President Muhammadu Buhari says he closed the country’s land borders to encourage Nigerians to produce food for their consumption.
He said although the move was initially criticised, Nigerians eventually appreciated it.
Buhari spoke on Tuesday while inaugurating the new customs headquarters that reportedly cost N19.6 billion to construct.
The edifice is located in the Maitama district of the federal capital territory (FCT).
“Please note that from Lake Chad to Benin Republic is more than 1,600 kilometres, only God can effectively guard the borders. So you need a person who has the energy and the competence to supervise. I deliberately closed the borders because knowing Nigerians, they order rice, give some to Niger and the rest, and then they bring the rice here,” he said.
“With our potential, we have people, we have land, and weather – how many nations are as lucky as Nigeria in the world, very few nations.
“So closing that border, 1,600 kilometres, Nigerians insist they eat boiled rice – you eat what you grow or you die. I tried to make my point and later Nigerians appreciated it.”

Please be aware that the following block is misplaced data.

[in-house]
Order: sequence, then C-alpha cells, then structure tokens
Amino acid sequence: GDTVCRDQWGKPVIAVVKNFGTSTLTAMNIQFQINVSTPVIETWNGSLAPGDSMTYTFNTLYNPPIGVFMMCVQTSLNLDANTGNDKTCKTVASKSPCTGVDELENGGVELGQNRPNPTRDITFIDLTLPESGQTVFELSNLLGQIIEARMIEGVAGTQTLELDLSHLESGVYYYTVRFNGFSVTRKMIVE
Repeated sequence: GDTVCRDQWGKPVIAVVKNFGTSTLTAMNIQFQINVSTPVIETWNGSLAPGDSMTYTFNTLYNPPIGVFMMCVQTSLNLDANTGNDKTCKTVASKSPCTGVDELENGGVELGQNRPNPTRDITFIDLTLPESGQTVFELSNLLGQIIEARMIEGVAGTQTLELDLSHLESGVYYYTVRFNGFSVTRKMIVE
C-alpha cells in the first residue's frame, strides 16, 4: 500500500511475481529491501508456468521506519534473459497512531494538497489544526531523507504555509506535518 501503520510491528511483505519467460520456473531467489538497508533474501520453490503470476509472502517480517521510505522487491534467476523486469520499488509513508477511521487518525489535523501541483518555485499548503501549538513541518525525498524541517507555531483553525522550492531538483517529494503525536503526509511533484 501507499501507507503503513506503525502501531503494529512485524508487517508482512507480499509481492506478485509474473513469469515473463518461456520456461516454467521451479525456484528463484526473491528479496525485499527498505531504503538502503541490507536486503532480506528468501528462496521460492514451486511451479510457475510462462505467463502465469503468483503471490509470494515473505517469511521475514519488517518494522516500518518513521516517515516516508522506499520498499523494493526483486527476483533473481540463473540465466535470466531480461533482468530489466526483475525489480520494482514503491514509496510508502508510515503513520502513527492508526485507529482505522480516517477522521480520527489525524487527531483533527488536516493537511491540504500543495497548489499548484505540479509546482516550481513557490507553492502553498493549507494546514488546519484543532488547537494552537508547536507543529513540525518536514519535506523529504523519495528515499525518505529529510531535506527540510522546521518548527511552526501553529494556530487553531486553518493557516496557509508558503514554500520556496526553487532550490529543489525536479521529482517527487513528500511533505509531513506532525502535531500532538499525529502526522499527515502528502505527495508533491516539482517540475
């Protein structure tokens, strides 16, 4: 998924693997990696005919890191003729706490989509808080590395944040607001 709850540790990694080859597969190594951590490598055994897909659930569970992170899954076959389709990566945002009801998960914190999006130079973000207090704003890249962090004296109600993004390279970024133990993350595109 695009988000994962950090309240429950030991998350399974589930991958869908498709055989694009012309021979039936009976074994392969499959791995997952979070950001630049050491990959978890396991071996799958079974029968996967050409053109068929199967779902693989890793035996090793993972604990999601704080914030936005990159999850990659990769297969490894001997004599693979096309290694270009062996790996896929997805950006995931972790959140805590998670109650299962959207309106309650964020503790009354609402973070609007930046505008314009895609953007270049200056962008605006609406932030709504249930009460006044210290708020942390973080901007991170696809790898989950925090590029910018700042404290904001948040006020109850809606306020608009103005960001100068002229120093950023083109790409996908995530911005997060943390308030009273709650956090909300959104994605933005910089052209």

Buhari said he nominated Hameed Ali as comptroller-general of the Nigeria Customs Service (NCS) because of his experience and competence.
The president said the late Sani Abacha, a former military head of state, gave Ali “problematic” tasks to accomplish.
“As for Hameed Ali, I asked him to be in charge of customs. No matter what people say about the late Sani Abacha, may his soul rest in peace,” he said.
“I knew him very well, when somehow he became president of this country, head of state, the biggest problematic area was around Kaduna. He picked Colonel Hameed Ali and dumped the problems on him. My decision for Hameed Ali to come to customs was a deliberate one.
“[I brought] Colonel Hameed Ali to ensure that I have peace of mind.”
On his part, Ali said the increase in the salaries of customs personnel has made them less susceptible to corruption.
“We must mention the game-changing intervention of Mr President to rid the NCS of corruption and put it on a path of integrity,” the comptroller-general said.
“The 100 percent increase in the remuneration for officers and men of the service decisively made them less susceptible to corruption.”